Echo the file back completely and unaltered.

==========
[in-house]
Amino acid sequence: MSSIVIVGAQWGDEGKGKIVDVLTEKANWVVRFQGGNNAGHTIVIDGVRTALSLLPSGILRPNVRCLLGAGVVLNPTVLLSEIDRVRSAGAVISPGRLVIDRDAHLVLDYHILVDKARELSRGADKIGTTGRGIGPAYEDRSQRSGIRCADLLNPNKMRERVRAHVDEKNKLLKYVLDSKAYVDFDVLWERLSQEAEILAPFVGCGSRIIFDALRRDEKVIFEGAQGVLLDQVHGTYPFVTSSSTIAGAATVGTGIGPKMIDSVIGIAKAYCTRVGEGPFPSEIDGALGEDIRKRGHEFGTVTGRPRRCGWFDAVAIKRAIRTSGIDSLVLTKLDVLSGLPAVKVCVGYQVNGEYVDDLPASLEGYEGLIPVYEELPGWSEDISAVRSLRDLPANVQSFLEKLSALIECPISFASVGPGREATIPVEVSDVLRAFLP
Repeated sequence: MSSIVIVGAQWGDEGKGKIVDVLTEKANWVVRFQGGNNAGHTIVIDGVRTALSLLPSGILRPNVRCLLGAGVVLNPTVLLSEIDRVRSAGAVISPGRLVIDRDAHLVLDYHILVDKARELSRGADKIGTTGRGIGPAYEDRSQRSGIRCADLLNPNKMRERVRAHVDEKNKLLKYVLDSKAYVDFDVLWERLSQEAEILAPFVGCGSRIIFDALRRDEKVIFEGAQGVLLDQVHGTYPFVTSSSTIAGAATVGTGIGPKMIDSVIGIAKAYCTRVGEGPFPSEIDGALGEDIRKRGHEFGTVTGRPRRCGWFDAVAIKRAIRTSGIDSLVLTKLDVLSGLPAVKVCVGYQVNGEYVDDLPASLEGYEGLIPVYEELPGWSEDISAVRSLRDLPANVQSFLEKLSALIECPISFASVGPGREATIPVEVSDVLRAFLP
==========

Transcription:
[in-house]
Amino acid sequence: MSSIVIVGAQWGDEGKGKIVDVLTEKANWVVRFQGGNNAGHTIVIDGVRTALSLLPSGILRPNVRCLLGAGVVLNPTVLLSEIDRVRSAGAVISPGRLVIDRDAHLVLDYHILVDKARELSRGADKIGTTGRGIGPAYEDRSQRSGIRCADLLNPNKMRERVRAHVDEKNKLLKYVLDSKAYVDFDVLWERLSQEAEILAPFVGCGSRIIFDALRRDEKVIFEGAQGVLLDQVHGTYPFVTSSSTIAGAATVGTGIGPKMIDSVIGIAKAYCTRVGEGPFPSEIDGALGEDIRKRGHEFGTVTGRPRRCGWFDAVAIKRAIRTSGIDSLVLTKLDVLSGLPAVKVCVGYQVNGEYVDDLPASLEGYEGLIPVYEELPGWSEDISAVRSLRDLPANVQSFLEKLSALIECPISFASVGPGREATIPVEVSDVLRAFLP
Repeated sequence: MSSIVIVGAQWGDEGKGKIVDVLTEKANWVVRFQGGNNAGHTIVIDGVRTALSLLPSGILRPNVRCLLGAGVVLNPTVLLSEIDRVRSAGAVISPGRLVIDRDAHLVLDYHILVDKARELSRGADKIGTTGRGIGPAYEDRSQRSGIRCADLLNPNKMRERVRAHVDEKNKLLKYVLDSKAYVDFDVLWERLSQEAEILAPFVGCGSRIIFDALRRDEKVIFEGAQGVLLDQVHGTYPFVTSSSTIAGAATVGTGIGPKMIDSVIGIAKAYCTRVGEGPFPSEIDGALGEDIRKRGHEFGTVTGRPRRCGWFDAVAIKRAIRTSGIDSLVLTKLDVLSGLPAVKVCVGYQVNGEYVDDLPASLEGYEGLIPVYEELPGWSEDISAVRSLRDLPANVQSFLEKLSALIECPISFASVGPGREATIPVEVSDVLRAFLP